When wealthy and eccentric patriarch James Boyle dies a peculiar death, the DA declines to investigate, convinced that the victim died of natural causes. Yet even the police are stunned when members of the Boyle family gather at the estate of Rollingwood for the reading of James’ will – and begin to die, one at a time. Only when long-lost relative Bradley Smith appears, along with reporter Eric Maxwell, do the mysterious deaths finally receive a proper investigation. Even so, no one is prepared for the lunacy that hides beneath the mansion’s bizarre facade.
The cover of this book intrigued me. Edward Steichen’s famous photograph of actress Gloria Swanson promised a story from the flapper era and the font of the title and author’s name reminded me of works that have to do with mysticism, so it’s no wonder I expected an old-fashioned mystery with maybe some ghosts or at least a nice spooky séance. Out of these three I only got the old-fashioned mystery, and then only partially.
From the very beginning I could see that this book resembles one of Agatha Christie’s cozy mysteries and the small-town setting, the multiple suspects who all have a motive, the extremely rich family with many secrets, and the amateur detective who just happens to be at the right place at the right time immediately endeared it to me. Another thing I saw right away was that the author has a real knack for setting the scene and characterization: in just a few short paragraphs I knew what sort of man James Boyle was and understood his reactions to what was going on. In fact, this continued throughout the book with the rest of the characters as well and made the book that much more enjoyable. I did have some trouble deciding at first when the book was set because the elderly gentleman in his bowler hat being driven around by a chauffeur hinted at a historical mystery but the clearly modern details indicated a much more recent time. The writing also reminded me of a bygone era with its thorough descriptions of places and people as well as a level of familiarity that never crossed into the intimate as it often does nowadays.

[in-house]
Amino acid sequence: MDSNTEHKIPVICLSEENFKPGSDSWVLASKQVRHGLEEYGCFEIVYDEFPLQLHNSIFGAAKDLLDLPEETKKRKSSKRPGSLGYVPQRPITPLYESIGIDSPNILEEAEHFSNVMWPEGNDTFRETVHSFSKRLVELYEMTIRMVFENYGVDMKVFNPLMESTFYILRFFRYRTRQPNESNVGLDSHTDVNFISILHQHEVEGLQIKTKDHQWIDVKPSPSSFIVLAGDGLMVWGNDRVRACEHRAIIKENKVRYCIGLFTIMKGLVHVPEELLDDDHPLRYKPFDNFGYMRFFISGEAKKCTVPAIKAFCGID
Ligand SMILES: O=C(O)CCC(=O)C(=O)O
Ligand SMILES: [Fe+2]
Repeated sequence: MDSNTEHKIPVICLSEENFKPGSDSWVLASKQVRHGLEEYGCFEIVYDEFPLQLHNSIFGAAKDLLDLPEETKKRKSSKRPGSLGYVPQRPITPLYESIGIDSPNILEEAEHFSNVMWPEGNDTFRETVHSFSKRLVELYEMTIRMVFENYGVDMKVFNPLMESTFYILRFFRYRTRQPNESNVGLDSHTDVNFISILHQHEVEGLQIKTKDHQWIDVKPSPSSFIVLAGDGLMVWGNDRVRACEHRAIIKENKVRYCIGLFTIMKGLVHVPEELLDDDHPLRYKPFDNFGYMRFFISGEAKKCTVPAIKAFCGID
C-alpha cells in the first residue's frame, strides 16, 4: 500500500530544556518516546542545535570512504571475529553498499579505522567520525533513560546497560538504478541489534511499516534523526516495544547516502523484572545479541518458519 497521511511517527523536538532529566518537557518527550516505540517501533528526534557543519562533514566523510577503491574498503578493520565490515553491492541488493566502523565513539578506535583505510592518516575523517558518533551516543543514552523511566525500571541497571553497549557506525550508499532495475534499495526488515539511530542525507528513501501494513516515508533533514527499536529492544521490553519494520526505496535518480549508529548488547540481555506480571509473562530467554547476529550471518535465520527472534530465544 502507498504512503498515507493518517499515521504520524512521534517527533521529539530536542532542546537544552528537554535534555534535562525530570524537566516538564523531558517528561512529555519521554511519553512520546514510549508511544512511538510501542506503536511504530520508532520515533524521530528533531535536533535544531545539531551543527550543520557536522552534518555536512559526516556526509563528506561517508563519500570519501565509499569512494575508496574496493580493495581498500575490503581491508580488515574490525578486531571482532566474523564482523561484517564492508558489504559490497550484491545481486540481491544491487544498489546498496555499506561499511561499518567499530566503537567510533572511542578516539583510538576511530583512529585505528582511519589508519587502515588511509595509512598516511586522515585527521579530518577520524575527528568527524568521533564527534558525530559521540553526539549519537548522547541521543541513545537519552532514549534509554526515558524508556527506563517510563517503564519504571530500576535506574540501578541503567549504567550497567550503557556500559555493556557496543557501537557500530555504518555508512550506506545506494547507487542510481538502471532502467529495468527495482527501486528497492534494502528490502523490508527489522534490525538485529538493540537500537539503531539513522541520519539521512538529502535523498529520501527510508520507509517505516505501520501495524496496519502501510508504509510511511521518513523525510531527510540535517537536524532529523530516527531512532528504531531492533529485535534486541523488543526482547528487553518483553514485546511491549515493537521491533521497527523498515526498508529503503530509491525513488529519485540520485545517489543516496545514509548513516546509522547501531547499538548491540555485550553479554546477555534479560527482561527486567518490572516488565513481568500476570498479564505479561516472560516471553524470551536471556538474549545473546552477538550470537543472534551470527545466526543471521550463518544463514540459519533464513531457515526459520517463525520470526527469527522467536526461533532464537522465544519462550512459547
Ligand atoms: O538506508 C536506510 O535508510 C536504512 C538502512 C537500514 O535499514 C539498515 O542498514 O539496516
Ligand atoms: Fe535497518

I appreciated the idea of having a portion of the story told from the point of view of a child. This provides a perspective an adult wouldn’t have and Ms. Thomson seems to have a pretty good grasp on the complexities of a child’s life to which we adults are often oblivious. I even missed the boy telling his version of the story when it was the adult’s turn.
One of the things that pleasantly surprised me was how funny this book was. On one hand there’s nothing humorous about death but the characters and their interactions brought me so many laughs I’m tempted to categorize this book as a satirical mystery. Not only is the dialogue clever, but the author managed to present her characters’ peculiarities with such keen attention to detail that I applaud her for how observant she is and for her skill in bringing it to the page.
One of the things that dampened my enthusiasm for this book had to do with connecting the dots of the plot. It just didn’t flow as smoothly as I would have liked it to. For example there was the matter of Eric’s girlfriend appearing in the beginning of the book in a seemingly non-sequential role and then halfway through it turns out that somehow she’s become an influential figure. I really did a double-take because I had no idea how that happened. The characters being alternately referred to by their first and last names was also troublesome. I’m not very good with names to begin with so feeling like an already populous cast has suddenly doubled did nothing for my comfort level. I often had to reread the paragraphs to figure out who was who and what it is they were doing.
A good mystery is supposed to leave the reader suspecting at least a few people and A Will To Murder succeeded at that. I of course got it all wrong, as usual, although in hindsight the identity of the murderer shouldn’t have surprised me as much as it did. Oh well, better luck next time.
This was a very enjoyable and quick read and I would readily recommend it to any fan of mystery, especially one who can appreciate a few laughs on the side.
My rating: 4